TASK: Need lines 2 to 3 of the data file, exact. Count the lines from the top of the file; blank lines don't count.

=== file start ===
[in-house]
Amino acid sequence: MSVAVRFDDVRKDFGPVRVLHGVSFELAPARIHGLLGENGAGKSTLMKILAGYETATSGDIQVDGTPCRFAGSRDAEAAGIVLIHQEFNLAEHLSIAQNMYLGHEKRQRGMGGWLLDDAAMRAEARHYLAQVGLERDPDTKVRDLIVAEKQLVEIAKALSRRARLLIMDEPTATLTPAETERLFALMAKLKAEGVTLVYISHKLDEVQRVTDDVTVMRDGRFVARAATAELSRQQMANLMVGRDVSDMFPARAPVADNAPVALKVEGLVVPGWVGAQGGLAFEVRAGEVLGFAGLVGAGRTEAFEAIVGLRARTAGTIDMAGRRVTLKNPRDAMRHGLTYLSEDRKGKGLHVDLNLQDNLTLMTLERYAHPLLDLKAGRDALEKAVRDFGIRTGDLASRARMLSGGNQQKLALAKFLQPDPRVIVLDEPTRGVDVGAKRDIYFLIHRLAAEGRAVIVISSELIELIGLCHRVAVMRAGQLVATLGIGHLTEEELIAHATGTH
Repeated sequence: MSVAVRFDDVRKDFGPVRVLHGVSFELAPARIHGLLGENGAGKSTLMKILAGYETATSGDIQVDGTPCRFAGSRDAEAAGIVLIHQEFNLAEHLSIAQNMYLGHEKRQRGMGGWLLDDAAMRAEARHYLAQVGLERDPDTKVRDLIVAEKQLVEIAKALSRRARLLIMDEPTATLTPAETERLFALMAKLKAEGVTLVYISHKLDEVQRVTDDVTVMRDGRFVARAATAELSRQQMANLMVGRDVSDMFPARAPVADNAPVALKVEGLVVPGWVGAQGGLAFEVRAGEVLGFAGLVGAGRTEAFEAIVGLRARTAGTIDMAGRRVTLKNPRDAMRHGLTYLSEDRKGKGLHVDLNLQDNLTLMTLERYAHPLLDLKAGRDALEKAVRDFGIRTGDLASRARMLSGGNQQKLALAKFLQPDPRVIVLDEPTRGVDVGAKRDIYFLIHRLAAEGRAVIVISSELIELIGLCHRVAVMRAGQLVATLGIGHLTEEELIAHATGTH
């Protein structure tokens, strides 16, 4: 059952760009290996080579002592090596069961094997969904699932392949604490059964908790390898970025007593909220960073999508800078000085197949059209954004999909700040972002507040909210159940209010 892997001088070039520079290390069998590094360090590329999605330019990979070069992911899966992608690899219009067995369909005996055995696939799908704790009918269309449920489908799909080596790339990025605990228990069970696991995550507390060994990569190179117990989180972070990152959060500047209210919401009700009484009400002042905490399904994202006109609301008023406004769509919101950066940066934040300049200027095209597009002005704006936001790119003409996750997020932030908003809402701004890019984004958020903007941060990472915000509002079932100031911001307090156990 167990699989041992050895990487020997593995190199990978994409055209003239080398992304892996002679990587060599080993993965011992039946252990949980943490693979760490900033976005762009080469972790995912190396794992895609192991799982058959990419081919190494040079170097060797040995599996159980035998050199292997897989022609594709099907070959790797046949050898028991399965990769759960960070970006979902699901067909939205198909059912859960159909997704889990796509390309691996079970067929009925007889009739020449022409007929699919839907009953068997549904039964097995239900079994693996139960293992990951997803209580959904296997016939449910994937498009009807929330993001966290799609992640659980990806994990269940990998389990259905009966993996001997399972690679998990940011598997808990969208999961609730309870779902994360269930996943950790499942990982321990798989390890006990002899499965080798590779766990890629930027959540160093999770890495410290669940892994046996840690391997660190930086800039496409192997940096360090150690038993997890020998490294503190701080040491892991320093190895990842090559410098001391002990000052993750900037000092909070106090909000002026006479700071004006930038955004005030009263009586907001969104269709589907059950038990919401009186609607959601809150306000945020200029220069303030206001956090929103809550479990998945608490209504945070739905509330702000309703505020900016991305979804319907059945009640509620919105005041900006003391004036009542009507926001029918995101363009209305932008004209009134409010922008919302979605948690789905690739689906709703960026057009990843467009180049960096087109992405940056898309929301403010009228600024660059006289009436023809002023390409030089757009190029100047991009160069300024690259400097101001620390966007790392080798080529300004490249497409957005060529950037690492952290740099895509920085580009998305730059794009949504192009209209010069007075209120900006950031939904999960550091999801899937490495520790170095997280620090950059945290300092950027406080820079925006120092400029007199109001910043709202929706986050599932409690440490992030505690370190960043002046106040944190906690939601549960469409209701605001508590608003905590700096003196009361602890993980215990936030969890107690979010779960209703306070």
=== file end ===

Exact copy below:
Amino acid sequence: MSVAVRFDDVRKDFGPVRVLHGVSFELAPARIHGLLGENGAGKSTLMKILAGYETATSGDIQVDGTPCRFAGSRDAEAAGIVLIHQEFNLAEHLSIAQNMYLGHEKRQRGMGGWLLDDAAMRAEARHYLAQVGLERDPDTKVRDLIVAEKQLVEIAKALSRRARLLIMDEPTATLTPAETERLFALMAKLKAEGVTLVYISHKLDEVQRVTDDVTVMRDGRFVARAATAELSRQQMANLMVGRDVSDMFPARAPVADNAPVALKVEGLVVPGWVGAQGGLAFEVRAGEVLGFAGLVGAGRTEAFEAIVGLRARTAGTIDMAGRRVTLKNPRDAMRHGLTYLSEDRKGKGLHVDLNLQDNLTLMTLERYAHPLLDLKAGRDALEKAVRDFGIRTGDLASRARMLSGGNQQKLALAKFLQPDPRVIVLDEPTRGVDVGAKRDIYFLIHRLAAEGRAVIVISSELIELIGLCHRVAVMRAGQLVATLGIGHLTEEELIAHATGTH
Repeated sequence: MSVAVRFDDVRKDFGPVRVLHGVSFELAPARIHGLLGENGAGKSTLMKILAGYETATSGDIQVDGTPCRFAGSRDAEAAGIVLIHQEFNLAEHLSIAQNMYLGHEKRQRGMGGWLLDDAAMRAEARHYLAQVGLERDPDTKVRDLIVAEKQLVEIAKALSRRARLLIMDEPTATLTPAETERLFALMAKLKAEGVTLVYISHKLDEVQRVTDDVTVMRDGRFVARAATAELSRQQMANLMVGRDVSDMFPARAPVADNAPVALKVEGLVVPGWVGAQGGLAFEVRAGEVLGFAGLVGAGRTEAFEAIVGLRARTAGTIDMAGRRVTLKNPRDAMRHGLTYLSEDRKGKGLHVDLNLQDNLTLMTLERYAHPLLDLKAGRDALEKAVRDFGIRTGDLASRARMLSGGNQQKLALAKFLQPDPRVIVLDEPTRGVDVGAKRDIYFLIHRLAAEGRAVIVISSELIELIGLCHRVAVMRAGQLVATLGIGHLTEEELIAHATGTH